1950's Henry Milnes lathe

Junkyard Dog Part 3 – Give Me Some Space(rs)

With the engine now in place it was time to make the spacers for the wheels, bit tricky to measure with everything flopping about but I got there in the end. I have a 1950’s Henry Milnes lathe that used to be owned by Lincolnshire fire brigade so I have the right tool for the job. It’s power feed and power cross feed and way over the top for making up simple spacers but I expect it will get used for more complicated stuff as time goes on.

I found a couple of spindles that will do the job, they are certainly ok as a temporary measure.

Oil cooler spacersI had a bit of a nightmare day the other day and broke my last remaining bandsaw blade and my last hacksaw blade, I am also down to the last 1mm slitting disc for my angle grinder, which is also broken. It’s my own fault really I have been down to one bandsaw blade for months and it has had a hell of a lot of use. I had some other hacksaw blades that I got cheap having forgotten for a minute that cheap hacksaw blades are effing useless. I have some Bahco bimetal ones on order as well as 2 new bandsaw blades. Until they arrive I will make what bits I can using my buggered angle grinder – the switch has gone so I have hard wired it. Really bad idea and I have a new one coming.

So onto the bracket for the oil cooler, simple affair, I temporarily fitted the headers so I knew I had clearance and fitted the cooler where nothing obstructed anything. My idea at this stage is to make sure every single bracket that needs to be welded to the frame is done before I strip it down again for paint.

I made a couple of spacers for the cooler to hold it away from the frame so it doesn’t rattle or abrade.

Next job will be to cut off the footpeg brackets that are way too far inboard with this engine in place. I will use a similar fixing method but have them about 75mm further out so I can get me boots on them comfortably. I think I will end up wrapping the pipes so I don’t burn my leg, they are going to have to be routed quite close to where my legs will be in normal riding.

junkyard dog downpipesThe exhausts are going to be a serious challenge I was going for a 4 in to one set up that would use the majority of the original system. Trouble is that would put it very low as on the GSX the pipes meet under the engine. I now have a vision to run two lots of 2 in to one, which will increase my ride height by a good 4 inches, which should be just enough to clear sleeping policemen. I want to get the layout sorted before I finalise things so I know where I need to weld brackets on.

I have a cunning plan for hiding all the wiring, I’ve got an old ammunition box that I believe held 50 calibre bullets. My idea is to put the battery, starter solenoid, fuse box, CDI igniter, ignition switch and flasher relay all in the box so there are just a few wires coming out of it. In my mind’s eye it’s going to be a really simple looking bike with as much of the “gubbins” hidden away as possible. It will have the standard switch sets up on the handlebars and will have full lighting so it’s practical as well as being cool. I qualified as an electronic craftsman on aircraft so the wiring doesn’t scare me, in fact I rather like going back to my roots every now and again. I may do some proper lacing like on military aircraft because that can look cool. Only trouble is it takes absolutely ages.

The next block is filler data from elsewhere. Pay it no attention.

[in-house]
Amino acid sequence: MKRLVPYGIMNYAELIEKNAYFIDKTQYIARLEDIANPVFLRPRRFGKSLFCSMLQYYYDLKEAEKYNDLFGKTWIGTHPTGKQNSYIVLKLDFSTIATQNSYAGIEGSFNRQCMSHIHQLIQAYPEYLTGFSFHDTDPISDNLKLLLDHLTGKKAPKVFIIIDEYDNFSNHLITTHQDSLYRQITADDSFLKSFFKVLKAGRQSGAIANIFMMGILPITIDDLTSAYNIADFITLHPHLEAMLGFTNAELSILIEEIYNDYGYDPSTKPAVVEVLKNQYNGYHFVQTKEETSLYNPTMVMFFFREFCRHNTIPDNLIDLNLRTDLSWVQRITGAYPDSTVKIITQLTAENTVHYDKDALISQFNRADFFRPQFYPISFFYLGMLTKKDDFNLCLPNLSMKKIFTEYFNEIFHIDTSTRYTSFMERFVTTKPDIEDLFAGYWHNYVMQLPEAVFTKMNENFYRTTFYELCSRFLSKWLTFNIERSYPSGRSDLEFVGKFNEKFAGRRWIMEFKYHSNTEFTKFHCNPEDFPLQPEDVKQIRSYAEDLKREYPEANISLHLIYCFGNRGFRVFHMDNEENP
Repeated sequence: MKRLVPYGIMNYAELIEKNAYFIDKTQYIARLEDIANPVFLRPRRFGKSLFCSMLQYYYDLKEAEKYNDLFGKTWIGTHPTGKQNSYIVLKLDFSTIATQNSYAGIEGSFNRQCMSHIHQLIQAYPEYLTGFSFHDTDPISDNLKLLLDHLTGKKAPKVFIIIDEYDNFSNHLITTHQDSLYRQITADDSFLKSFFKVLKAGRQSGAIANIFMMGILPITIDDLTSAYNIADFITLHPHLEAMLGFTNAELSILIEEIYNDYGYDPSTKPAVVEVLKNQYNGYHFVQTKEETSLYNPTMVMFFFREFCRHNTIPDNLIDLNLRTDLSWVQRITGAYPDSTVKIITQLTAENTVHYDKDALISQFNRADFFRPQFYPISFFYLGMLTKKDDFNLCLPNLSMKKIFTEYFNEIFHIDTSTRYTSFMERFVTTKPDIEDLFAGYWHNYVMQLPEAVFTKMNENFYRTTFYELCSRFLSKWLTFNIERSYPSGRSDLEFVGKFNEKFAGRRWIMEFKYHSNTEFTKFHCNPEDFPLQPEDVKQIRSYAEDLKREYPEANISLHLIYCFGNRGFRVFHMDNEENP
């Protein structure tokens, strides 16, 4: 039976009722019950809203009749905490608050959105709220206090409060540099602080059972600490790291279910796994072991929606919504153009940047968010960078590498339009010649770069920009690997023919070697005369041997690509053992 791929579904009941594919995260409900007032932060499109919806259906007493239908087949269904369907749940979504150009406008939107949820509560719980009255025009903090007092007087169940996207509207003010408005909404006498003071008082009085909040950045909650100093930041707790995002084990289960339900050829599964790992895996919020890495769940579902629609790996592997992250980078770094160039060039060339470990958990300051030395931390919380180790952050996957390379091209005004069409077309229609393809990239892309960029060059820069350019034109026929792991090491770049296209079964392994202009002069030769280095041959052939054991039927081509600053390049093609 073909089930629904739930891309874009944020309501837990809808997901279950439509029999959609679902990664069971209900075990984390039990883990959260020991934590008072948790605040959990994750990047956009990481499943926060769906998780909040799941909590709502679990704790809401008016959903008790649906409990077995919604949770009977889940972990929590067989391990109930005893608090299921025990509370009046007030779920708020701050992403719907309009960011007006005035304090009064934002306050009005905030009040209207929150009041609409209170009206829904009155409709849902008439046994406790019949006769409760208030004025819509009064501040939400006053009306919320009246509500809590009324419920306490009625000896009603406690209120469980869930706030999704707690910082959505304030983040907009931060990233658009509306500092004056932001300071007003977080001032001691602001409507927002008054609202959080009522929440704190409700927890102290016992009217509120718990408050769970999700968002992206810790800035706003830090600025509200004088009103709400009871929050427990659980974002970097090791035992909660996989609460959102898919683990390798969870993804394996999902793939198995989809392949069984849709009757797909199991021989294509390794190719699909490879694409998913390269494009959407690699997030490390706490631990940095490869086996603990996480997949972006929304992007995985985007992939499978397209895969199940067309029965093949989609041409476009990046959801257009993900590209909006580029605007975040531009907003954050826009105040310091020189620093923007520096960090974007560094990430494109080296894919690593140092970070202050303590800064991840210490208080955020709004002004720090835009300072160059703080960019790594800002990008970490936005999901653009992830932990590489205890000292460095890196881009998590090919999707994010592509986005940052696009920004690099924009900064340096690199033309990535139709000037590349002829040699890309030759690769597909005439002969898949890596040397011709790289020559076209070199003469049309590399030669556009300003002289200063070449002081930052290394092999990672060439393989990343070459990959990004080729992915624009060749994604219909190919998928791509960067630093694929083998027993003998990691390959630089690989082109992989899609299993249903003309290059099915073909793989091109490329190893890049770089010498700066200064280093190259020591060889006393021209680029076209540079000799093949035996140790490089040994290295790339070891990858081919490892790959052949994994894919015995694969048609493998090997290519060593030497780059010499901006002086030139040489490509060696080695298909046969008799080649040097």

ammo box bracketI had to make up a simple bracket for the ammo box to mount to – just a bit of 50mm x 4mm flat steel with two holes tapped to 8mm to take a couple of bolts. It won’t be seen so doesn’t need to be anything fancy. I welded it on good and proper, an awful lot of the welding on this frame needs to be redone, some is shocking.

This is the bracket that will have the ammo box bolted to it. I welded it with my trusty old arc welder. The frame tubes are about 3mm thick wall and the plate is 4mm so it needs a fair bit of juice to get a really good, sound joint. A lot of the home Mig kits struggle at that sort of mass. My arc welder is variable power – I did this at about 120 amps.

The worst parts are the rear wheel locator plates and the headstock – I’ll deal with the headstock later but thought while I had the welder out I would give the area around the locators a good scrub up and a proper blast with one of China’s finest.

Here’s a before and after type thing.

rear wheel locator plates pre weldingIn fairness it probably wasn’t going to fall off but I like to know for sure.

rear wheel locator plates post weldingIt definitely won’t fall off now, that’s for sure. Probably way ott given that the rear wheel spindle will hold it all together when it’s done up but I think it looks better. I will weld it the rest of the way round when it all comes to bits and then smarten it up a bit before painting.

That’s it for this time, I have no idea what I will be doing next time as it all depends what bits and pieces turns up, although I will be fannying about with exhaust pipes.

Article provided by David Powell of Boston Bike Bits.

Boston Bike Bits